How to Make Milk Kefir
The Kefir Drink
Kefir is a fermented milk product. It has been cultured for centuries in a few regions in central Europe, but is not very prevalent in the western cuisine. Its tastes similar to strong yoghurt and yeast.
The Benefits of Drinking Kefir
The kefir contains many nutrients similar to the milk it is made of. Additional beneficial probiotic bacteria are present along with some vitamins. Finished kefir is almost completely free of lactose. Wikipedia has a good article on kefir with a large description of the ingredients.
The Kefir Grains
Kefir grains are made up of yeast and bacteria that live in symbiosis together. Once you get your hands on real grains they will last you forever and will grow in size with time. Some people sell them on the internet. Alternatively, some companies sell powder that you can use for 1 or 2 batches, but then you will have to buy new powder.
How to Make Kefir: Basic Process
Place the kefir grains in fresh milk in a jar and let it stand for 2 days. Then filter the content of the finished kefir through a strainer to separate the kefir milk from the kefir grains. Clean the jar well with hot water (ideally no soap; with new dishrag and towel) and place new milk in it. Then add the kefir grains back to the jar and the new milk. You can now drink the kefir milk you previously separated from the kefir grains. If you place the finished kefir milk in the refrigerator, it will stay good for many days.
The Jar and the Strainer
Do not use any metal objects with the kefir. The electric charge that might develop when metal touches the acidic kefir could kill the grains. Only use plastics and glass. Use a glass jar that can be sealed, but do not seal it airtight because gases might develop during fermentation and they must be able to make their way out (else the jar could explode). I use a jar and only loosely place the lid on it – no air can get it, but air can get out – see picture below. I use a plastic strainer for changing the milk.
Temperature & Darkness
The kefir should ferment in a dark place. The temperature has to be above approximately 13°C (55°F) and it works fine up to 25° (77°F) or more (I have no experience with temperatures above). During summer time, I let my kefir ferment in the basement. I prefer kefir when made in a slightly cooler environment. When the winter arrives and the basement temperature drops below 13°C (55°F), the kefir stops becoming thick and stays as thin as the original milk. The taste is then not any more characteristically to the normal kefir. When that time comes, I simply place the kefir in the kitchen, where it stays around 22°C (72°F), and cover it with kitchen towels for darkness.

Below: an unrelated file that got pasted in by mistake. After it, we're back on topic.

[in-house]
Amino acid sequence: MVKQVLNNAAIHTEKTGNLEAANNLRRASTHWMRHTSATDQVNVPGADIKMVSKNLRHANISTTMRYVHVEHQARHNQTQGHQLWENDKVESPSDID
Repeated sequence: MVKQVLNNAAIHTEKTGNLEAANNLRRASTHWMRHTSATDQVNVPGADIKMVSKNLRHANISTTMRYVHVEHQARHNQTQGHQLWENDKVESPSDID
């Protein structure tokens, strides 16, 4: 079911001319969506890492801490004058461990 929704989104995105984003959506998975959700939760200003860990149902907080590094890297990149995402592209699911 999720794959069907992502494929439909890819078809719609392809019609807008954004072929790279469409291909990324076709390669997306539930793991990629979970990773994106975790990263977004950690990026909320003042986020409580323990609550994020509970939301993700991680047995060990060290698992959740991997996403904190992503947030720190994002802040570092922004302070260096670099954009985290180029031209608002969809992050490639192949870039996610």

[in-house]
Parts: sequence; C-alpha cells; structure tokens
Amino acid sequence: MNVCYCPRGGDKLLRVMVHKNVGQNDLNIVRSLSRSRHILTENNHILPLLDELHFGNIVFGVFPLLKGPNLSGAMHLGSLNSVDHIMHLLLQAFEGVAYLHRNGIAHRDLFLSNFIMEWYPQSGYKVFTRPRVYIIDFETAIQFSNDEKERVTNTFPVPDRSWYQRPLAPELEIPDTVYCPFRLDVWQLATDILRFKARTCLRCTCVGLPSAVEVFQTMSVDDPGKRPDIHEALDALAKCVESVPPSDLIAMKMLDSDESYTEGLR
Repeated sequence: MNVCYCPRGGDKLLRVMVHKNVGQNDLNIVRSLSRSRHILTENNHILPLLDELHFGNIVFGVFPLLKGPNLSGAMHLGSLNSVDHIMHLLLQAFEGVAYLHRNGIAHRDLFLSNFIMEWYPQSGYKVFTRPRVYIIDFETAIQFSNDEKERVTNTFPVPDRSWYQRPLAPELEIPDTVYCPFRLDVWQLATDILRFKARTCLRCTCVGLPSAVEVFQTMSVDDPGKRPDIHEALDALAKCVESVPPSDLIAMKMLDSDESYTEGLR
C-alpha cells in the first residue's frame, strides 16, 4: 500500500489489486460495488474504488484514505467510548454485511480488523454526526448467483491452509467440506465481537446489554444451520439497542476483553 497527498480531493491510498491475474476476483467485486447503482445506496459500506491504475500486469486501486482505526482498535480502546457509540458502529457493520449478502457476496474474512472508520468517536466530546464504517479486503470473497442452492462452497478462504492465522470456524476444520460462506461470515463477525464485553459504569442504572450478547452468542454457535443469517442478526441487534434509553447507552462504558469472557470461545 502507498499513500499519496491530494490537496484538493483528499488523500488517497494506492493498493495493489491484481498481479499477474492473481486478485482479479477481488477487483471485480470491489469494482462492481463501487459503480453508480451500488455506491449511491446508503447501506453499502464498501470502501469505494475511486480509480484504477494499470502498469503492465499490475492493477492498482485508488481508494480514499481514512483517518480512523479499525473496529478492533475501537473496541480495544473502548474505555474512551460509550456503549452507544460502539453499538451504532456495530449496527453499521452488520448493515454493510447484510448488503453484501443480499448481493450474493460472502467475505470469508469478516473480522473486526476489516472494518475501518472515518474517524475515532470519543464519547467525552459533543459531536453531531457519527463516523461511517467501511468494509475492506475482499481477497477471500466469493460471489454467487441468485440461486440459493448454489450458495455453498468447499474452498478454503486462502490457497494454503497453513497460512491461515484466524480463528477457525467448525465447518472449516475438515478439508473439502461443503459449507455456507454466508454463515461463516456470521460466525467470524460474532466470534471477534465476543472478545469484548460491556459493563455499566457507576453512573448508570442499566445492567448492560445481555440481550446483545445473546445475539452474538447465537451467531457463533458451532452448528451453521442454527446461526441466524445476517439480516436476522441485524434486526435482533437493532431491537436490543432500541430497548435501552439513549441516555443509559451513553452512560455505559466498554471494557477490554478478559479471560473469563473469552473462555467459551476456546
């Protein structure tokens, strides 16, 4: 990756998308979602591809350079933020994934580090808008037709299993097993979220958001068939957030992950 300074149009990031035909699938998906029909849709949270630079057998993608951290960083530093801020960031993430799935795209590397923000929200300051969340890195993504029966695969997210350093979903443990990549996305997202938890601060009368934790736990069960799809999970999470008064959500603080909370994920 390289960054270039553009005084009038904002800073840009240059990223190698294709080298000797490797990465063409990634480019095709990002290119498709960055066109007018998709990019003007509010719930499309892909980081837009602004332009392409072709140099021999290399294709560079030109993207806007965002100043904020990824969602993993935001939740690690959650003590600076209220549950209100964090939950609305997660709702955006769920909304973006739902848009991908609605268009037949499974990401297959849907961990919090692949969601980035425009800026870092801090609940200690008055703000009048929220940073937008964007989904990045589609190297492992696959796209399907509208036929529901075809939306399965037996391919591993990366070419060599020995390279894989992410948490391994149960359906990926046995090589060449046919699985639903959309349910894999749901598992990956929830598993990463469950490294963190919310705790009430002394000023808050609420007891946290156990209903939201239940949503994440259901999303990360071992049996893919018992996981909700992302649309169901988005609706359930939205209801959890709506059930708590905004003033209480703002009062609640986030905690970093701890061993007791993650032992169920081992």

What Milk To Use
I used UHT milk so far (the safest choice because all bacteria are killed in it).
How Long to Let it Ferment
I usually let it ferment for 2 days. Shorter periods are possible depending on personal preferences. But I have been lazy a few times and did not change the milk for up to 7 days. The kefir after 7 days was still fine and the taste was still very similar to a 2 day kefir. My kefir has never really shown separation of white and transparent liquid so far – not that that would necessarily be bad, but you can find pictures in the internet that show such a separation.
Kefir Turning Sour
With UHT milk my kefir has shown strong resilience against unwanted other bacteria and the like. I usually wash the glass jar with hot water before placing the new milk and the kefir grains in it. I rarely experienced problems with it.
A few times it happened that my kefir became acidic with a distinct sparkling sensation when tasting it. In these instances I simply discarded it and put the kefir grains into new milk (did not wash them with water) and the next batch turned out just fine again.
Washing the Grains With Water
I did not experience any benefits from washing them in cold water (rinsing them in cold tab water) before placing them in new milk. I only had the opposite experience: the kefir tasted metallic and acidic until I stopped washing them (I discarded these batches). However, once every 1 or 2 months washing them has never hurt my kefir, but more often did. Washing them enables you to see how the grains look like.
Freezing Kefir Grains
Kefir grains can be frozen for months if you want to make a break from making kefir. I had mine for approximately 9 months at -18°C (0°F) and they recovered. For placing them in the freezer, let them ferment for 2 days in new milk. Then separate them from the milk and shake them a bit in a strainer, so that some of the old milk falls off. Do not wash them with water. Then place them in a small plastic bag and add a tiny little bit of new milk to it. With a tiny bit, I mean really only a tiny bit, such that the kefir grains in the bag are still largely exposed to the air and not swimming in liquid. Then place in the freezer. When taking them out of the freezer again, let them defrost slowly in the fridge. Then add them to cool new milk and let it stand for 2 days. Discard the first 2-3 batches and then try if it tastes again as it should.
When I started using my previously frozen grains again, the first 7-10 batches did not taste well and I discarded them, but it turned tasty again as soon as I stopped washing the grains with water. I somehow got into the idea that washing them with water after freezing would be beneficial, but it was not.
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